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  • The News Journal: DuPont CEO Ellen Kullman called a 'hero'

    May 18, 2015

    To du Pont family member Tatiana Copeland, the DuPont Co.'s chief executive, Ellen Kullman, emerged Wednesday as "the hero of America." "She's the female John Wayne," Copeland said of Kullman after the company's annual meeting, where DuPont beat back activist investor Nelson Peltz and his Trian Fund Management in its bid to get four seats on the company's board. "She didn't flinch."

  • Zach Clayton: Building Business the Right Way

    Apr 1, 2015

    From, posted March 31, 2015. Someone recently asked me if it was a disadvantage that Three Ships didn’t have venture capitalists. I laughed and thought about something Jim Goodnight, Founder of SAS, once told me. “I didn’t know what venture capital was when I started SAS,” he said and then paused dramatically. With a big grin, he then pronounced: “I’m sure glad I didn’t.”

  • StarTribune: Bill George: Strong female leadership sets Twin Cities apart

    Sep 15, 2014

    What makes the Twin Cities so vibrant and progressive? First, great institutions in business, education, health care, government, the arts and social services. Second, extraordinary leaders who built these organizations. While we have had exceptional male leaders, what makes the Twin Cities stand out are the many women who have built these organizations as CEOs, board chairs and presidents. In no other major city have women leaders had as great an impact.

  • HBR: The Conversation We Should Be Having About Corporate Taxes

    Aug 22, 2014

    The corporate inversion, when a U.S. company takes on the legal identity of foreign subsidiary, usually in order to reduce its taxes, has become about as controversial as corporate finance topics get. President Obama has called such transactions “unpatriotic.” Others have defended them as a way for American companies to stay competitive in the face of a uniquely intrusive tax code. Harvard Business School’s Mihir Desai and Bill George both fall mostly in the second camp, but with some surprising twists that came out when I spoke with them recently. 

  • Star Tribune: Upset stockholders confront Medtronic executives

    Aug 22, 2014

    Medtronic Inc. chief executive Omar Ishrak heard an earful from stockholders who got their first chance Thursday to directly question the company’s planned purchase of an Irish company. Medtronic’s $43 billion deal to buy Covidien Inc. has drawn enormous media and political scrutiny as one of a growing number of U.S. companies purchasing firms in countries with lower tax rates, then relocating their legal headquarters abroad to take advantage of those rates.

  • Twin Cities: Medtronic stock owners criticize deal, fearing tax hit

    Aug 22, 2014

    Frustrated Medtronic shareholders on Thursday questioned a proposed acquisition that would relocate the Fridley based company's executive office to Ireland and sock some of them with possibly hefty capital gains tax bills. "This is the least shareholder friendly proposal I have ever seen," Arthur Binger, 79, of Maple Grove said, drawing applause from a crowd gathered for Medtronic's annual shareholder meeting in Mounds View.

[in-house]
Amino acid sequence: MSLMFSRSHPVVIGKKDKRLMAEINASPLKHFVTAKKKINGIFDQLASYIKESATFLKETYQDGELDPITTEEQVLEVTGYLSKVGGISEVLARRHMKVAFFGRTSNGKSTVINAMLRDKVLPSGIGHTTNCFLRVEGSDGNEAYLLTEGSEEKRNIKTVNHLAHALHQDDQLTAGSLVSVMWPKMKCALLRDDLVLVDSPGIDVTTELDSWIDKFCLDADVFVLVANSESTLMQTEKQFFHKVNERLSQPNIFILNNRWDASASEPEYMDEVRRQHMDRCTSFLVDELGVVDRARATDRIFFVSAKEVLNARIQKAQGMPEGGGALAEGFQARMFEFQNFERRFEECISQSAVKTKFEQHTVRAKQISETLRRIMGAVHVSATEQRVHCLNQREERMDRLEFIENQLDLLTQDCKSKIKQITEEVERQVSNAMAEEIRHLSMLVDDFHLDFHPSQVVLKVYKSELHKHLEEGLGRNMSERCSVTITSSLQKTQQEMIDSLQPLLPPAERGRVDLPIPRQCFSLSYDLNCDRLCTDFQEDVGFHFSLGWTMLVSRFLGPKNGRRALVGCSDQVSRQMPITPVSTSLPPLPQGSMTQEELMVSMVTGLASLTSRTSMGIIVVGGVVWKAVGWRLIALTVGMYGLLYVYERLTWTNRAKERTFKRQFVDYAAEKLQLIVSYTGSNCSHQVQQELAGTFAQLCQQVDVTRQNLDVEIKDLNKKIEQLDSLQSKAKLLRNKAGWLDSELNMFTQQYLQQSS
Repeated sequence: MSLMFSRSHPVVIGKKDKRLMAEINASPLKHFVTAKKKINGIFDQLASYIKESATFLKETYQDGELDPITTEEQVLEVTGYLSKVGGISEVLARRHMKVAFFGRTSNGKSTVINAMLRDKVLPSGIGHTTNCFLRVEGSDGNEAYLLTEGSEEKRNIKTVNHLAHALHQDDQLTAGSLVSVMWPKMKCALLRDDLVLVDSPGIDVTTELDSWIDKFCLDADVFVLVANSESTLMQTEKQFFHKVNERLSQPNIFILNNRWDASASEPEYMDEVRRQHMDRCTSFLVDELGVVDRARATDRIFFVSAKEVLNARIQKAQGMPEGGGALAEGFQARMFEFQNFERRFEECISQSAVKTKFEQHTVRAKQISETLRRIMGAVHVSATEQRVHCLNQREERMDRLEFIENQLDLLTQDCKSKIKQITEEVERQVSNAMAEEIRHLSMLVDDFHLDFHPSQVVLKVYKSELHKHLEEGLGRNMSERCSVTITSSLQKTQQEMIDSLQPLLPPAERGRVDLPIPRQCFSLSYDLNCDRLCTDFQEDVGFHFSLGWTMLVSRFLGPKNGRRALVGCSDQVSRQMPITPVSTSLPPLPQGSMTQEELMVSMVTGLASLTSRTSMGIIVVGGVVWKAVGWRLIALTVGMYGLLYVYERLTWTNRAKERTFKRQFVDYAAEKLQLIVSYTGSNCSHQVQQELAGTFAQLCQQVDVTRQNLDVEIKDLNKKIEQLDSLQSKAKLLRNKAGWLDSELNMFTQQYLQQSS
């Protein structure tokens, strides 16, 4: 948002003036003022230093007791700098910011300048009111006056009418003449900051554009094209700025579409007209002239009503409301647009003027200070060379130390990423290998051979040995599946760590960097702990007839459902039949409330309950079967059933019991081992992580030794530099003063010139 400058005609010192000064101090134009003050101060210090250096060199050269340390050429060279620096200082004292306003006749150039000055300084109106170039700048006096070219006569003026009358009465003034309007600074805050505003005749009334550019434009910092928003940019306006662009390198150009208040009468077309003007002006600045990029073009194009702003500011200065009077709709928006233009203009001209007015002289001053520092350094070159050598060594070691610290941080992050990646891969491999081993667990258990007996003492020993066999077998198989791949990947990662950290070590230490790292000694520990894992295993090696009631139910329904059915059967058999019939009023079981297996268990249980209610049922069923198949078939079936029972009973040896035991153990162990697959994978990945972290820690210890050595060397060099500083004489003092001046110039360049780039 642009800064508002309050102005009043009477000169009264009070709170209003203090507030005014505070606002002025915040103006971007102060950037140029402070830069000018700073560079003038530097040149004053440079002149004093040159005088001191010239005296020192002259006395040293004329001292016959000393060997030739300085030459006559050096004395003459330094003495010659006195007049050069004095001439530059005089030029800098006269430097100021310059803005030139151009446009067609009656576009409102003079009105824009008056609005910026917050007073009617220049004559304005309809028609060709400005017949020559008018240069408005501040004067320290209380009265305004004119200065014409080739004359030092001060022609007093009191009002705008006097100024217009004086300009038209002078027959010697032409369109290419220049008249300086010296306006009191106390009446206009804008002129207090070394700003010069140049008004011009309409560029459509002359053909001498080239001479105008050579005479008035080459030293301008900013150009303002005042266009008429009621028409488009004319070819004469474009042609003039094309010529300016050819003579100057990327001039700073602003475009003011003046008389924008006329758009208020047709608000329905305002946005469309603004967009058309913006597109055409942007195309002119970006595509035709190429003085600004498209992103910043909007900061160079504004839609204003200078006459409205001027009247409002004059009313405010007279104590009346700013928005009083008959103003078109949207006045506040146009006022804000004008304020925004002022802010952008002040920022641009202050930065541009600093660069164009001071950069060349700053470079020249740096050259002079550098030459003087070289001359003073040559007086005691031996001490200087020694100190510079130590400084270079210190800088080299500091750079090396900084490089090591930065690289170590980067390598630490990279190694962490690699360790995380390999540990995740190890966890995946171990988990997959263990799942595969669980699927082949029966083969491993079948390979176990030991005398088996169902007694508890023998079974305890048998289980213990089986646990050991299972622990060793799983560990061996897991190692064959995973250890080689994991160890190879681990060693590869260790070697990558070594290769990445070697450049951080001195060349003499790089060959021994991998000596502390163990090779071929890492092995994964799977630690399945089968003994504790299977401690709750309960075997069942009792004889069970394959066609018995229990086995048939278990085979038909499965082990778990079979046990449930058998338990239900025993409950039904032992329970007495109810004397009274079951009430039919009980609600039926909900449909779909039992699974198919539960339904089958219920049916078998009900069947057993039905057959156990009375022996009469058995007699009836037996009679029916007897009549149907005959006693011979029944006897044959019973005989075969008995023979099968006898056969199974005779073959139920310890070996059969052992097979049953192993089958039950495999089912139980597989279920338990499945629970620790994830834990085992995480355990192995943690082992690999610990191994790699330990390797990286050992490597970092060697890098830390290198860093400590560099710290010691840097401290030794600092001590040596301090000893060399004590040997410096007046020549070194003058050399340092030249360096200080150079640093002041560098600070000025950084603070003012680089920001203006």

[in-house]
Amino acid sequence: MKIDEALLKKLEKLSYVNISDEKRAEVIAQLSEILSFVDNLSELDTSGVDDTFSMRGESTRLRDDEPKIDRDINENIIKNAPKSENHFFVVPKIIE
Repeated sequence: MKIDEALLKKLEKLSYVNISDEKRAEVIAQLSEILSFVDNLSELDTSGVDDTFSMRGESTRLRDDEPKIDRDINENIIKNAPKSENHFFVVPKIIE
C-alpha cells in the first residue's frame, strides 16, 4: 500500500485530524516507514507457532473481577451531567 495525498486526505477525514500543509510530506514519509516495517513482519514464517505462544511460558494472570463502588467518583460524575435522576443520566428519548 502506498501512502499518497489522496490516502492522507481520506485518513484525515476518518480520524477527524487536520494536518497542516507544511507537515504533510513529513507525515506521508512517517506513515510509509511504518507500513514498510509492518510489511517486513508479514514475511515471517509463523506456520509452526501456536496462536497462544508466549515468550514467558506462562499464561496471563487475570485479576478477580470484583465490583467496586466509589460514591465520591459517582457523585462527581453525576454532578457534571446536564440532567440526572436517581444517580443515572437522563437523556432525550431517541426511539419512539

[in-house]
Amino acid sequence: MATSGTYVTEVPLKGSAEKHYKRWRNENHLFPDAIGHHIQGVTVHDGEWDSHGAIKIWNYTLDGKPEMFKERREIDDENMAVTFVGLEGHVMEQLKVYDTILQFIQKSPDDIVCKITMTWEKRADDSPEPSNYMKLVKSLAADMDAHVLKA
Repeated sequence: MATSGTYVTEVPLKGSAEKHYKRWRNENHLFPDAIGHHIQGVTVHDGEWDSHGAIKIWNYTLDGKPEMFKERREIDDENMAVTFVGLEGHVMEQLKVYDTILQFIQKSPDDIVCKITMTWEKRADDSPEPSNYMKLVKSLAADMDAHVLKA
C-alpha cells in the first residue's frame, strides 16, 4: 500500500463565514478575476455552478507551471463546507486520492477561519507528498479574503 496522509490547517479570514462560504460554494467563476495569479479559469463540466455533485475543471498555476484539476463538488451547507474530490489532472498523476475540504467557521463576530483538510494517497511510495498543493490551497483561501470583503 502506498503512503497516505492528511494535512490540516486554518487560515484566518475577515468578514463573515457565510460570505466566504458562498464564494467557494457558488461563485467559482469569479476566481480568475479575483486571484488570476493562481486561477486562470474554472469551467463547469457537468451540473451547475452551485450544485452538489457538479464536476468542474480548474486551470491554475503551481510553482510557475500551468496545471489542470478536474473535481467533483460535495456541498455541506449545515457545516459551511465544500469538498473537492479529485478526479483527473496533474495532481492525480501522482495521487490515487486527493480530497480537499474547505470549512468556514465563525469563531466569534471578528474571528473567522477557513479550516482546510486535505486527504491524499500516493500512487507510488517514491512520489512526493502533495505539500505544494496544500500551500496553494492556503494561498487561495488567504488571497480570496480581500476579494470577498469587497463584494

• The Boston Globe: More US firms chase mergers that yield overseas address

    Jul 14, 2014

    Good article from The Boston Globe on the renewed interest in "tax inversions," and my thoughts on why acquisitions must never be just about driving deals ... When Flemming Ornskov was named chief executive of Shire PLC last year, he moved his office from the drug maker’s Dublin headquarters to its Lexington campus so he could scout for biotechs to buy here. Now Shire itself is a takeover target. It rebuffed a $46 billion bid from pharmaceutical giant AbbVie Inc. of Chicago late last month, but the suitor hasn’t given up. It’s not only after Shire’s drug portfolio, but also the company’s address in Ireland, where corporate taxes are lower.

  • NY Times DealBook: Former Medtronic C.E.O. Defends Inversion Deal

    Jun 16, 2014

    From The New York Times DealBook, June 16, 2014. Bill George, a former chief executive of the medical device maker Medtronic, came out last month against Pfizer’s proposed inversion, a deal to acquire an overseas competitor and reincorporate abroad, lowering tax rates and freeing up overseas cash. “Is the role of leading large pharmaceutical companies to discover lifesaving drugs or to make money for shareholders through financial engineering?” Mr. George wrote on DealBook. “Does anyone believe pharmaceutical companies can create long term shareholder value by chasing lower tax venues and cutting research and development spending?”

  • CNBC: Medtronic’s $43B Covidien deal—and Irish tax move

    Jun 16, 2014

    From CNBC, June 16, 2014. Medtronic, the world's biggest medical devices maker by sales, will buy Ireland based rival Covidien in a $42.9 billion agreement that could increase concerns about the rush of U.S. companies striking deals to cut their tax bills. The deal, announced late Sunday, involves Medtronic paying $35.19 in cash and 0.956 of an ordinary share of Medtronic to Covidien shareholders, a premium of 29 percent to the Ireland based company's closing stock price on Friday.

  • Seeking Alpha: Medtronic - Ultimate Success Of Covidien Acquisition Relies On Still Unknown Revenue Synergies

    Jun 16, 2014

    From Seeking Alpha, June 16, 2014. On Sunday Medtronic announced that it will acquire Covidien PLC in an attempt to create a huge global medical device supplier. Medtronic is paying a relatively steep premium to acquire Covidien which cannot be entirely rationalized by cost savings, as tax synergies will be limited despite the "inversion" move to Ireland. The ultimate success of the deal depends on the size of revenue synergies, something which the company has not yet elaborated on.